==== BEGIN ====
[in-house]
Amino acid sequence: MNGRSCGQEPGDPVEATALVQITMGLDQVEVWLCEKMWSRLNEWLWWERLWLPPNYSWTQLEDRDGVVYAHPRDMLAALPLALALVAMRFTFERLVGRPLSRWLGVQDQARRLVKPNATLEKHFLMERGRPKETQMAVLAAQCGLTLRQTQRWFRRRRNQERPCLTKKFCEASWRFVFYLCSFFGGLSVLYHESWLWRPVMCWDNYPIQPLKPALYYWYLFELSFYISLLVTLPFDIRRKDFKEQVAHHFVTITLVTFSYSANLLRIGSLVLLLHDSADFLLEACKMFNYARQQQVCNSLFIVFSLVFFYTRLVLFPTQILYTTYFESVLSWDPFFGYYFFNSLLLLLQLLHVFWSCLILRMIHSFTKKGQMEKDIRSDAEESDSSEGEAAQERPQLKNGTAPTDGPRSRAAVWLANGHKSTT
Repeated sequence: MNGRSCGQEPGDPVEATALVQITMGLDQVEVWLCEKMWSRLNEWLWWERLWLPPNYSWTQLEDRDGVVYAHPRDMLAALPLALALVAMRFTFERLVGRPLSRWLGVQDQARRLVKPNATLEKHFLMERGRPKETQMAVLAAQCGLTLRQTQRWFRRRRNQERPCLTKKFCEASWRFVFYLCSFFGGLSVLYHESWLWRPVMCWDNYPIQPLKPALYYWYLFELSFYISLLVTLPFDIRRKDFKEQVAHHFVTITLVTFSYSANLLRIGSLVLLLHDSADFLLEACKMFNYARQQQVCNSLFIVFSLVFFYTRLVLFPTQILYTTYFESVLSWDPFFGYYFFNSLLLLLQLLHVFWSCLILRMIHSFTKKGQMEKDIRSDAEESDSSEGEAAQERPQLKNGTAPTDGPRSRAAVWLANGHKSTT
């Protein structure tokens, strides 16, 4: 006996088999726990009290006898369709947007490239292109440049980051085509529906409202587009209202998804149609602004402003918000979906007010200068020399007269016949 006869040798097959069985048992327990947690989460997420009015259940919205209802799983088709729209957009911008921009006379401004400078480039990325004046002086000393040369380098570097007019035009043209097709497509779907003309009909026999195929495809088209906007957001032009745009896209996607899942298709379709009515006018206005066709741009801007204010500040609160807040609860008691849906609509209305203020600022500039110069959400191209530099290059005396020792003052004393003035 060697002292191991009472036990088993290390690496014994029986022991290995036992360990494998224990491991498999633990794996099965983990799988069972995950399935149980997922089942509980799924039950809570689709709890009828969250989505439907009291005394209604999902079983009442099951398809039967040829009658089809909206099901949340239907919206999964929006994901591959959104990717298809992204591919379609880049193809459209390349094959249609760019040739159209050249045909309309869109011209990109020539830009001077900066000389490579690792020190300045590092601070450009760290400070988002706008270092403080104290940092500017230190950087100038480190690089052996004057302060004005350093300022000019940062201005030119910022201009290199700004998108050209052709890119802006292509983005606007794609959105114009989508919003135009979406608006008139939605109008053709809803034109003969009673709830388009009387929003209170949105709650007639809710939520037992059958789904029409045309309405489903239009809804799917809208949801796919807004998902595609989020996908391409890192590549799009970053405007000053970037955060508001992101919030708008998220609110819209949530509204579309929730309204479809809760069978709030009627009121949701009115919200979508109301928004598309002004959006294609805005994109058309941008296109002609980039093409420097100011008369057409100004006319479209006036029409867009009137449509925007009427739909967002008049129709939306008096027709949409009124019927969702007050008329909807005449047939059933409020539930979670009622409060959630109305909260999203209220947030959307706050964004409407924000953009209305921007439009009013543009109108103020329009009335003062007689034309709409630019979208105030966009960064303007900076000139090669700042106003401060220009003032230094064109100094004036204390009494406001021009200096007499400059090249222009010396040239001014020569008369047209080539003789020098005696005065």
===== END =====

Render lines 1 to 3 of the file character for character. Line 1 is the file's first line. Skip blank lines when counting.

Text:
[in-house]
Amino acid sequence: MNGRSCGQEPGDPVEATALVQITMGLDQVEVWLCEKMWSRLNEWLWWERLWLPPNYSWTQLEDRDGVVYAHPRDMLAALPLALALVAMRFTFERLVGRPLSRWLGVQDQARRLVKPNATLEKHFLMERGRPKETQMAVLAAQCGLTLRQTQRWFRRRRNQERPCLTKKFCEASWRFVFYLCSFFGGLSVLYHESWLWRPVMCWDNYPIQPLKPALYYWYLFELSFYISLLVTLPFDIRRKDFKEQVAHHFVTITLVTFSYSANLLRIGSLVLLLHDSADFLLEACKMFNYARQQQVCNSLFIVFSLVFFYTRLVLFPTQILYTTYFESVLSWDPFFGYYFFNSLLLLLQLLHVFWSCLILRMIHSFTKKGQMEKDIRSDAEESDSSEGEAAQERPQLKNGTAPTDGPRSRAAVWLANGHKSTT
Repeated sequence: MNGRSCGQEPGDPVEATALVQITMGLDQVEVWLCEKMWSRLNEWLWWERLWLPPNYSWTQLEDRDGVVYAHPRDMLAALPLALALVAMRFTFERLVGRPLSRWLGVQDQARRLVKPNATLEKHFLMERGRPKETQMAVLAAQCGLTLRQTQRWFRRRRNQERPCLTKKFCEASWRFVFYLCSFFGGLSVLYHESWLWRPVMCWDNYPIQPLKPALYYWYLFELSFYISLLVTLPFDIRRKDFKEQVAHHFVTITLVTFSYSANLLRIGSLVLLLHDSADFLLEACKMFNYARQQQVCNSLFIVFSLVFFYTRLVLFPTQILYTTYFESVLSWDPFFGYYFFNSLLLLLQLLHVFWSCLILRMIHSFTKKGQMEKDIRSDAEESDSSEGEAAQERPQLKNGTAPTDGPRSRAAVWLANGHKSTT